In 2015, some woodcutters who were robbing red sanders trees from Seshachalam forests were gunned down by the police. It doesn’t take too much extrapolation from what is known to say that those woodcutters, most of them tribals, were pushed into the whims of the timber-mafia, that they were, in all probability, tied to, with little choice. A little digging will tell you that they came from acute poverty and illiteracy. The demons were created by the system; one of them has been admonished, but all of them remain, and they will continue to haunt us until we address the reasons behind poverty, behind criminal action.

Sainath feels that focussing on events such as droughts, farmer suicides, crop failure, famine is a superficial and the lamest form of understanding a phenomena. Indeed, any event is a side-effect of the underlying factors which are duly ignored, because, well, maybe if we ignore it, it will go away? Bah. Who wants to listen to these stories that are so hard to digest anyway?


Pulping non-fiction: “I dare you, I double dare you!”


Here’s a book that has not been read, for reasons that you will know and probably fail to understand, like I did. This is us, here, voicing our problem with banning scholarly books. The book we are discussing here is The Hindus – An Alternative History.

Wendy Doniger, an American Indologist (someone who studies India), is a Professor of History of Religions since 1978 in the University of Chicago. Doniger’s book The Hindus – An Alternative History was published in 2009 by Viking/Penguin. It was received well, in India as well as America, by topping the bestseller list in the non-fiction category in the week of October 15th, 2009 in the Hindustan Times [1].

Doniger’s work, like every other work that challenges the religious fabric of India, was soon met with ‘crusaders’ of the religion who filed a lawsuit in a dingy Indian district court. The Indian Penal Code outlaws acts that “intend to outrage religious beliefs.” This was the premise for filing the case. The plaintiff is one Mr. Dinanath Batra (a retired school teacher at the helm of Siksha Bachao Andolan Samiti [2], he is an RSS pracharak – a member of the Hindu fundamentalist group).

The Ban Man, as he is known, Dinanath Batra, has at his disposal the cadre of RSS. This very force of people have allegedly threatened books into being pulped and are responsible for reducing the space for well-informed debate on culture, tradition, Hinduism. Upon his decree – he sends out legal notices to publishing houses to inform them of the ‘hurtful’ books that they are publishing – books deemed unfit for an Indian audience are taken off shelves. It speaks volumes about the disturbing reluctance of the said publishing house and the supposed guardians of Hinduism (who want to inculcate its values into young children via, hold your breath, books. Books penned down by the all-knowing scholar Batra himself. I can’t wait to review one of them) to admit anything in a religion that was meant to espouse, well, everything.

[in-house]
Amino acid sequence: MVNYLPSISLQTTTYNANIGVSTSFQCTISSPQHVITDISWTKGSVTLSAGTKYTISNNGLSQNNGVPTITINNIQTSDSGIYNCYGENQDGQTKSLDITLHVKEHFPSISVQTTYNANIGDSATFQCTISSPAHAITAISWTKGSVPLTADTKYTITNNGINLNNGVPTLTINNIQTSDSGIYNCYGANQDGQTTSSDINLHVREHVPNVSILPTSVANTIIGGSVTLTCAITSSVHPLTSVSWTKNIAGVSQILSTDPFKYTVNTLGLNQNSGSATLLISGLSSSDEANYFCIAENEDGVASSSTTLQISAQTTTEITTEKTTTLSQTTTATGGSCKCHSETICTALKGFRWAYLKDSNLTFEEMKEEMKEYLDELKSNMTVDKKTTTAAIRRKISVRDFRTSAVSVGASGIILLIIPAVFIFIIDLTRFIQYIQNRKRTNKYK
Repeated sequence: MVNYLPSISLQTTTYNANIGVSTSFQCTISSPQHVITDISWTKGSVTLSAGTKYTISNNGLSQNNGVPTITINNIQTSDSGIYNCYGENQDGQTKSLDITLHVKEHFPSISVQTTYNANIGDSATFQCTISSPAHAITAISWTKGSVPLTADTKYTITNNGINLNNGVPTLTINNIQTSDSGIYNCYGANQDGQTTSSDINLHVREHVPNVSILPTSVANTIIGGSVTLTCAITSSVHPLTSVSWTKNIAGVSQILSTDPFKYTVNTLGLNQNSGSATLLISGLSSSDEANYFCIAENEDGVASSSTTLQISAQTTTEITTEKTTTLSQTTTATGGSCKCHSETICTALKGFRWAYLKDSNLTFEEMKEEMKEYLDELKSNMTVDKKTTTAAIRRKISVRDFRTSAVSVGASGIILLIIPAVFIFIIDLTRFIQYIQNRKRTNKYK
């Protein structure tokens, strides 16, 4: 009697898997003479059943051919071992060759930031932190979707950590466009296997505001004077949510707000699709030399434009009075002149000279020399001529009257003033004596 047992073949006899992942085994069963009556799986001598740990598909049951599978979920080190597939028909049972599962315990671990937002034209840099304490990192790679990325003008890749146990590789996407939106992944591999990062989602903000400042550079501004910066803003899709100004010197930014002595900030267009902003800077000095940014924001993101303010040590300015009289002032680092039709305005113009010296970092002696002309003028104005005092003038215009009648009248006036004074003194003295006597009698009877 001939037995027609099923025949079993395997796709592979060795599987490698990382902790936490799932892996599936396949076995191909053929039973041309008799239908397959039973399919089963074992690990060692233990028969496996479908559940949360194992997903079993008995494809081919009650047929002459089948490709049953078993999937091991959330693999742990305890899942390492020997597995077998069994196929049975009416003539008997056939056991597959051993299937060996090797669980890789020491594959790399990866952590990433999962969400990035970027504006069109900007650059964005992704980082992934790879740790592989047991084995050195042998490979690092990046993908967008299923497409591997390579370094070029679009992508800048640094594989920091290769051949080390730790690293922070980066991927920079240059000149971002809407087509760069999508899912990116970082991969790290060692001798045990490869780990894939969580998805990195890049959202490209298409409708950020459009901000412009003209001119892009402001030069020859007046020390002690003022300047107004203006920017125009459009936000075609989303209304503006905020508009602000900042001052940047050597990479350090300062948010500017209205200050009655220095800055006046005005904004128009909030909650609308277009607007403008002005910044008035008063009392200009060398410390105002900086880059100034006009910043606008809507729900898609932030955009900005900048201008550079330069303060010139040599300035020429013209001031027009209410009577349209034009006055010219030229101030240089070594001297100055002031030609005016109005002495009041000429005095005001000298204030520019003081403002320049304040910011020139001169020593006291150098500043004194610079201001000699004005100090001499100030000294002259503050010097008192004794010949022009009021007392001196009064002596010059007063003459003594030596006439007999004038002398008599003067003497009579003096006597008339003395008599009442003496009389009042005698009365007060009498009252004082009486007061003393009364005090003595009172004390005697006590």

The anger towards publishing the book came out in the sagely belief of being the custodians of the faith. Their authority is not questioned by anyone seeking to have a debate that goes beyond vandalism and the threat of having one’s publishing house suffer from physical damage. Writers and publishers have been here, seen this, and have chosen to withdraw their efforts to stimulate intellectual debate and to truly appreciate freedom of expression as promised by the Land. India is the land in which they have seen freedom being taken away more often than being practiced.

Doniger’s work looks at India’s tryst with Hinduism and she tells this tale by looking at the ‘alternate’ practitioners and beings of the faith, namely, women, untouchables and animals. The Hindu reviewed it when it was released, and it was one that appreciated the scholarly work that has gone into writing it, although it does criticise it for being a little over-indulgent when it came to anecdotes and for being a tad bit too American. [3]

The lawsuit was settled out of court and the case never saw the light of day; in effect, it did not give the writer an opportunity to defend her work. She knew she’d face trouble with, in getting published in India, due to which she even changed some of the text in the book. The out of court settlement also did not give an opportunity to the knowledge and opinion starved folk (the mighty guardians of the faith, indeed) to learn something more than a prayer song or two, or a dozen nationalist (not to mention, loosely worded and offensive) slogans.

Here is an excerpt from the book, one which you and I cannot read, because alas, it is blasphemous work (gasp!) in the pure ether of India. The excerpt acts as the scholar’s closing statement quite well.

To the accusation that I cited a part of the Hindu textual tradition that one Hindu “had never heard of,” my reply is: Yes!, and it’s my intention to go on doing just that. The parts of his own tradition that he objected to are embraced by many other Hindus and are, in any case, historically part of the record.

The  Hindus – An Alternative History is available online. It is educative, provocative and most importantly, it gives you a different perspective of the Hindu faith. This charade of asking for it to be banned garnered a bigger audience to the book, much to the fundamentalist group’s chief’s chagrin, I hope. Readers in India were curious, and rightly so, when this book was deemed NSFIndianAudience. Don’t we have the ability to read, understand and debate? Don’t we have the right to do so? If only the penguin had more spine and didn’t have cold feet, it needn’t have gone south.


[1] The Hindustan Times


[3] The Hindu Centre